robbie robertson

B List: 10 Bands That Should Go Unplugged

[Originally Published: April 14, 2011]

Back in 1989, when MTV was still living up to its Music Television title, the cable network debuted a show with a simple premise called Unplugged. Artists from a wide variety of genres would perform acoustic sets in front of a small audience. By 1992 the show had produced a #1 single (Mariah Carey’s I’ll Be There) and a #1 album (Eric Clapton’s Unplugged) and dozens of memorable performances.


MTV’s Unplugged is currently in its 21st season with Lykke Li, Train and Adam Lambert among the latest batch of underwhelming performers visiting the show. It’s been quite some time since an episode of Unplugged has generated lots of buzz and we’d like to see that change. For this week’s B List, I’ve put together a list of ten acts I think would kill on Unplugged…

10. Fleet Foxes

While appearing on Unplugged wouldn’t exactly take Fleet Foxes out of their comfort zone since frontman Robin Pecknold usually plays an acoustic, we would love the whole band eschew electricity for a set of pastoral folk-rock.

READ ON for nine more acts that would revitalize Unplugged…

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BG: A Double Dose Of Wilco News

While the folks behind Coachella made their ticket holders wait until nearly the day of the fest to divulge their daily lineup, organizers of the second annual Solid Sound festival

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Robbie Robertson: How To Become Clairvoyant

Robbie Robertson credits Eric Clapton for much of the original impetus behind the recording of his new album, so it’s no coincidence that How to Become Clairvoyant is remarkably reminiscent of Slowhand’s studio productions as heard on 1998’s Pilgrim.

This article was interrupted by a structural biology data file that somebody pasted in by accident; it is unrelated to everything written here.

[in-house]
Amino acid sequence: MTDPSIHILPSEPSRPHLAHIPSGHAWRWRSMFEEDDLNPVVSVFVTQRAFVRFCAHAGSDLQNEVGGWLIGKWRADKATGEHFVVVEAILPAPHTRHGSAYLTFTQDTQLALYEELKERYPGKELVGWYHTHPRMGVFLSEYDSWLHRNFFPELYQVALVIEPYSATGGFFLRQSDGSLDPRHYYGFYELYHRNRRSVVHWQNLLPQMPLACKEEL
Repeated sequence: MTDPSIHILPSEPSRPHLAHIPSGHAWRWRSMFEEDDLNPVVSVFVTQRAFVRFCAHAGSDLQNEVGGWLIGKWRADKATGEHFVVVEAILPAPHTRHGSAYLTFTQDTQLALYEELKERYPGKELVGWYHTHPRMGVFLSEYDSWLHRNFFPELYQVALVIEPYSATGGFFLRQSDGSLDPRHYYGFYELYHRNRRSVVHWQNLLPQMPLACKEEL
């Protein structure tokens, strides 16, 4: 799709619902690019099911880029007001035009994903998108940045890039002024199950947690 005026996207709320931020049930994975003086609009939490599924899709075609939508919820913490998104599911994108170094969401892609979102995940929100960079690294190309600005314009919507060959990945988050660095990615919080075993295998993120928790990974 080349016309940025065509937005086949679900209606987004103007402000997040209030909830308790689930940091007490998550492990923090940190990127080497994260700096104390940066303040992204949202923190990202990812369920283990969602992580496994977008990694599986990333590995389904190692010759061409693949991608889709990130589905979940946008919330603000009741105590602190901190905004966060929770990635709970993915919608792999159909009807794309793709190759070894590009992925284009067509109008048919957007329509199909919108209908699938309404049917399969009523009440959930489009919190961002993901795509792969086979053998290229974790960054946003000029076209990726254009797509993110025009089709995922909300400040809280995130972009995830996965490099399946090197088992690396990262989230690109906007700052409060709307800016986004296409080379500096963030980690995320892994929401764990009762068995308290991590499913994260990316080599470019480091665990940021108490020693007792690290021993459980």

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Sample Upcoming Releases: R.E.M. / Robbie Robertson / Strokes / Death Cab / Paul Simon

This year has already gotten off to a good start where studio albums from our favorite artists are concerned, but as we enter the third month of 2011 samples from a number of releases we’ve had our eyes on are now available. We wanted to take this opportunity to point our readers in the direction of places to check out these new LPs.

R.E.M. – Collapse Into Now


Head to NPR’s First Look to listen to what the band and some reviewers consider a “return to form” for the seminal alt-rock band.

Robbie Robertson – How to Become Clairvoyant


I’ve had a chance to listen to the whole album and it’s by far my favorite of 2011 thus far. You can sample He Don’t Live Here No More and When The Night Was Young through Robertson’s Facebook Page.

READ ON for tastes of a few more new releases…

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Origins of a Song: Broken Arrow

The idea behind Origins of a Song is to take a fictitious look at a scenario that may or may not have led to the birth of a select few of the most memorable of songs. I secretly think they would make for sweet Saturday Night Live skits, but they haven’t called yet. This time, we’ll take a crack at the brilliant Robbie Robertson classic, made famous by Rod Stewart, Broken Arrow.